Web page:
*The Pointless Writer*
has a life you're completely uninterested in. But it's okay because I can write. No abbreviations. No shoddy grammar (though I'm not immune to mistakes). Just quality writing on sometimes completely pointless topics.
UnPoints of Note
1. I write when fancy takes. Sometimes, fancy takes many months of leave.
Snapshots of Society: Train Rides
She sits, the perfect picture of this generation. Her eyebrows are furrowed slightly, her gaze cast upon a small rectangular screen I cannot see. What is so intriguing about this tiny oblong creature, whose back is red outlined in grey? A cherry red that lacks sufficient brightness to be named thus, the product of this generation with its artificial processes of colour and material creation. A matte red too bright to be named thus also, decorated with an insignia I never get to see clearly. A crest? White with a horse, shadowed by the angle at which she holds this precious pet, enabling her to admire with reverence its visage. Though why she worships it so I do not know since it only causes her to frown.
She fidgets every so often, tilting her head in various directions, far enough that it looks to put an uncomfortable strain on her neck and spine but not so far as to cause immediately noticeable discomfort when her attention is diverted from the well being of her body to the device. Her fingers wrap and unwrap around her device, sometimes possessively clutching it in two hands, sometimes only in one. Her right hand never leaves contact with the matte cherry red. The oblong acts as a mobile stage, pivoting forward and back as her fingers adjust themselves, breaking out of each plateau to dance their next step. Her index finger now wrapped gently about the grey edge, now elegantly outstretched with only the padding of her fingertip against the furry-coloured grey that is actually smooth rubber.
The persistent movement, small though it is, renders her hard to sketch as shadows dance across the entire portrait.
Two friends, so similar yet so different. Friends? Perhaps they aren't. Both attired in dark jeans and black tees. Perhaps they are merely acquaintances, travelling companions, moving to or from some event they are both involved in. Probably the former, as we travel toward the city centre. But I could be wrong.
No matter the event. Perhaps they are friends regardless. Similar taste in hair: two heads of rich dark copper brown hair, artificially coloured with man-made chemicals. A fashionable colour in some circles. Newly coloured, lacking the initial sprouting of black that betrays the hair colour we are born with and the time of our last colour job. Both clutch phones.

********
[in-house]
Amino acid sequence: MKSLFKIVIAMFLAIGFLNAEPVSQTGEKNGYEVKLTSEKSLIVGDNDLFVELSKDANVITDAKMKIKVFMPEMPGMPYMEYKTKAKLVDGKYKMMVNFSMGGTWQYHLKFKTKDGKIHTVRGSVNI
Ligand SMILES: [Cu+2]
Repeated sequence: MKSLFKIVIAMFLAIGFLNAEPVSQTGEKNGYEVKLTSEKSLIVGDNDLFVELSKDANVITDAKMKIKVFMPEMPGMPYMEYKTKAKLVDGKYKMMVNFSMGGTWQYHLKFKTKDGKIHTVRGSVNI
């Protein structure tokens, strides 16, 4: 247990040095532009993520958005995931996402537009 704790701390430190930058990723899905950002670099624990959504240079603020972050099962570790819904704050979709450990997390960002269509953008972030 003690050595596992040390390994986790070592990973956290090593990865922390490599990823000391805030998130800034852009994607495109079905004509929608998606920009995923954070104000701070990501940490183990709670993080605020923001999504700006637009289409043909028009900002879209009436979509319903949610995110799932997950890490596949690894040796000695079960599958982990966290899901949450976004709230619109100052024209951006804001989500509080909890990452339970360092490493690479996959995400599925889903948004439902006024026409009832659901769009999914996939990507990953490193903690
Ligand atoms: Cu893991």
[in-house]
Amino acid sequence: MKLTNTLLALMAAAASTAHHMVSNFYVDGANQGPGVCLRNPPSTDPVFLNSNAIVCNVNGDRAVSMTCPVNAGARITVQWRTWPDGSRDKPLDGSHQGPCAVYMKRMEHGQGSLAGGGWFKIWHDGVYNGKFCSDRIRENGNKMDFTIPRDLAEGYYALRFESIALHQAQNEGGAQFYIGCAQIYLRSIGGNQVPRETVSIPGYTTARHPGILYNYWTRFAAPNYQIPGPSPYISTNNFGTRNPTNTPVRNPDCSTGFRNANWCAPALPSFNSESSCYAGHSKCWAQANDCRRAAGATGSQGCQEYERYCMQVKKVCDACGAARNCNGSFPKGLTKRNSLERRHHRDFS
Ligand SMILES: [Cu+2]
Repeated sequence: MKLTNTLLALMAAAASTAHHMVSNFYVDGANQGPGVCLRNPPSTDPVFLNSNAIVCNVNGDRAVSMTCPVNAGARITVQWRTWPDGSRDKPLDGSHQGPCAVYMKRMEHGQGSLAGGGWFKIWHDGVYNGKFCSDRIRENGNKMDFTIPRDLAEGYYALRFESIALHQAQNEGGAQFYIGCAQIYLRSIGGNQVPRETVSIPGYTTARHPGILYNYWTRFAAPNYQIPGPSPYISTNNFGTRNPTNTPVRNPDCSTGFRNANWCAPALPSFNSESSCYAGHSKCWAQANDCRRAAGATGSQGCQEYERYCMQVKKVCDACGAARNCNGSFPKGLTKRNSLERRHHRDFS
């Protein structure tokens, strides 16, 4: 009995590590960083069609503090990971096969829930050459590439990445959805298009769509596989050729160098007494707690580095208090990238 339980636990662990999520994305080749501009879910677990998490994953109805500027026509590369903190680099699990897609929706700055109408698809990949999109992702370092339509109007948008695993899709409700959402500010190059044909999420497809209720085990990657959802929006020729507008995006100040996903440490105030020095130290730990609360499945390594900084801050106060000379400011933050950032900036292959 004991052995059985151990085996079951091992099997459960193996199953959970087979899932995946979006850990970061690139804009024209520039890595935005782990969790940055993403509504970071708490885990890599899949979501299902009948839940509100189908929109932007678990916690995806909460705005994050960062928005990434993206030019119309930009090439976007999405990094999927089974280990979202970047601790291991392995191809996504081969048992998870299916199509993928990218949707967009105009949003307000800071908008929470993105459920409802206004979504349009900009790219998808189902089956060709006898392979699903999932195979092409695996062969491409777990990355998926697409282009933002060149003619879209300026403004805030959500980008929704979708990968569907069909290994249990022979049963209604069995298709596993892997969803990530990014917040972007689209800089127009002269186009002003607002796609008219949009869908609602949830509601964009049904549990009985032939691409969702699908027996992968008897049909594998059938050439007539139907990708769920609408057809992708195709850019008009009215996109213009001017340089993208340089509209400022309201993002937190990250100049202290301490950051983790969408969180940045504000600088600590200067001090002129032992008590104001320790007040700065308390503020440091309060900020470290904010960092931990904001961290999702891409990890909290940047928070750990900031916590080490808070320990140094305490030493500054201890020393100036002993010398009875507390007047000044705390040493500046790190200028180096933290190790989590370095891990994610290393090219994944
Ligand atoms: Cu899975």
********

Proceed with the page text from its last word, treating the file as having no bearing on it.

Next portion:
But so very different in their approaches to life. One ceases staring at his phone only to complain loudly and vulgarly (vulgar in manner though not in language) to the other. I do not bother listening to his complaints, which sound inconsequential, as so often happens when one is unpleasant about things. His upper lip twitches, revealing his teeth. There is something incredibly feral and coarse about such an action, small as it is. But rather than make him look predatory as it would a lion or defensive as it would a dog, it combines with other fine muscular movements on his face - a twitch of his upper cheek muscle changing the contour of his eye, the tugging down of his lower lip asymmetrically, the pulling of his jaw muscles - to form a smirk. A smirk that betrays overtones and undertones of his character and his view of the world. How people mistreat him and people are ridiculous and he is superior in his unstupidity.The other, friend or no, is silent. His eyes a little vacant. Bored. His chin is slenderer, the product of a gently sloping jaw, a contrast to the hard angles of the first's jaw made harder by their tense set. His lips neither upturned nor down-turned. He listens silently to the first's complaint, if he listens at all, offering no sympathy or disagreement. Almost a statue carved from flesh. No thoughts can be seen on his face at all. No character defining or revealing muscular twitches. His eyes are glazed as he continues watching his screen noncommittally. The mystery of this mid- to late-adolescent is solved when he closes his eyes and goes to sleep.